General Hardstand (open) – on site / 6ha
Hardstand Quarry (open) .-off site ( approximately
6km from port) / 10 ha
Woodchip Softwood Chip ( undercover) 60,000t
Softwood Chip (open) 120,000t
Hardwood Chip (open) 80,000t
Hardwood Chip ( open) 150,000t
Grain 24 bins at 2300( non –fumigable) 55,200t
10 bins at 480 ( non-fumigable) 4,800t
Shed 2 grain storage 20,000t
Shed No 1 shed – 2550m area
No 2 shed – 5250m area
No 5 shed – 2550 m area
Logs Storage (open) 6ha
Mineral Sands (under cover ) 60,000t

Fishing Precinct
Lee Breakwater ( S L Patterson Berth)
The Lee Breakwater forms the northern boundary of the harbour and runs in an east west direction. It is 1179m long and its extremity is in 12.2m of water. It is open to the public but might be restricted during adverse weather conditions or for safety/security reasons when vessels are birthed on the S.L. Patterson Berth.
Port of Portland is delighted that the Lee Breakwater is enjoyed by many members of the angling diving and local community.
The Portland Tourist Association asks that you take your rubbish back to a bin when using this facility.


Fisherman’s Wharf
The Fisherman’s Wharf is located along the canal, south of the original breakwater. The wharf includes berths located on the western side of the old breakwater. It accommodates Portland’s cray fishing and charter boat fleet and is about 370 m long. The water along the wharf is about 2 m deep . Berthing of private vessels is prohibited.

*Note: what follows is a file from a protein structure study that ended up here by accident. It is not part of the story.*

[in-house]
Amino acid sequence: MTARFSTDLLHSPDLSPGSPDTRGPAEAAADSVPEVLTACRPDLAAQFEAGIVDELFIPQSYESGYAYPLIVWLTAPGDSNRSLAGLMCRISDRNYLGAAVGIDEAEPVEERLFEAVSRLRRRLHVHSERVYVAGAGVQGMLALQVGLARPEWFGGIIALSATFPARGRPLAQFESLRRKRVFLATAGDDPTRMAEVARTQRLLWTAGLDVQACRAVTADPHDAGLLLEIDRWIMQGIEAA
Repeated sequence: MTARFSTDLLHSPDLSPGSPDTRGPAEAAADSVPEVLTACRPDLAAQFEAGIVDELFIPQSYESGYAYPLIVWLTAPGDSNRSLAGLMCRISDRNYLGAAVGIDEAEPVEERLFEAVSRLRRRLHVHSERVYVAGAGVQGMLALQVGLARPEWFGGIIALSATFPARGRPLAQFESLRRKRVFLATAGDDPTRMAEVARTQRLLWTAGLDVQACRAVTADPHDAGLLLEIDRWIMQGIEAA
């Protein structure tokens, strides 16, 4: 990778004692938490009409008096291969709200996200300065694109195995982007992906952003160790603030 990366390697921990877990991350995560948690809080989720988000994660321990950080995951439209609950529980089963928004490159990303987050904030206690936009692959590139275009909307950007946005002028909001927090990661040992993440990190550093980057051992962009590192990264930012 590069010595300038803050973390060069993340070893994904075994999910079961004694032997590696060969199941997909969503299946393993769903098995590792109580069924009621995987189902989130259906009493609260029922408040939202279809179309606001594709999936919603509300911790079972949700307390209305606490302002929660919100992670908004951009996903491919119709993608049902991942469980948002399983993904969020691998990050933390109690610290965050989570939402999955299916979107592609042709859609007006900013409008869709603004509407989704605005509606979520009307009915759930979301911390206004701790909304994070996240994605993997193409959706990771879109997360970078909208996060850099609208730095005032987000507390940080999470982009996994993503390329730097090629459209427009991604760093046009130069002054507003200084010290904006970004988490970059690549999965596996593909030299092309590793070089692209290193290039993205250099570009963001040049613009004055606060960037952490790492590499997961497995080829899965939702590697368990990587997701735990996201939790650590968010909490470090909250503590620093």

Trawler Wharf
The Trawler Wharf is located in the western part of the harbour and runs in a north south direction. The wharf is approximately 138m long and vessels are berthed on the eastern side, where the water is 4m deep. The wharf accommodates Portland trawler fishing fleet and itinerant vessels and from time to time accommodates other vessels for special events, exceptional circumstances and emergencies
All inquiries relating to the Trawler Wharf should be directed to the Glenelg Shire Council call 03 5522 2140

The Ports 300 tonne slip can accommodate vessels up to 40m long with beams of 9m.
An extensive range of ship repairs and maintenance service are available on site.
The facility is operated by Portland Ocean Steel. For all bookings and inquiries please call 03 5523 4858.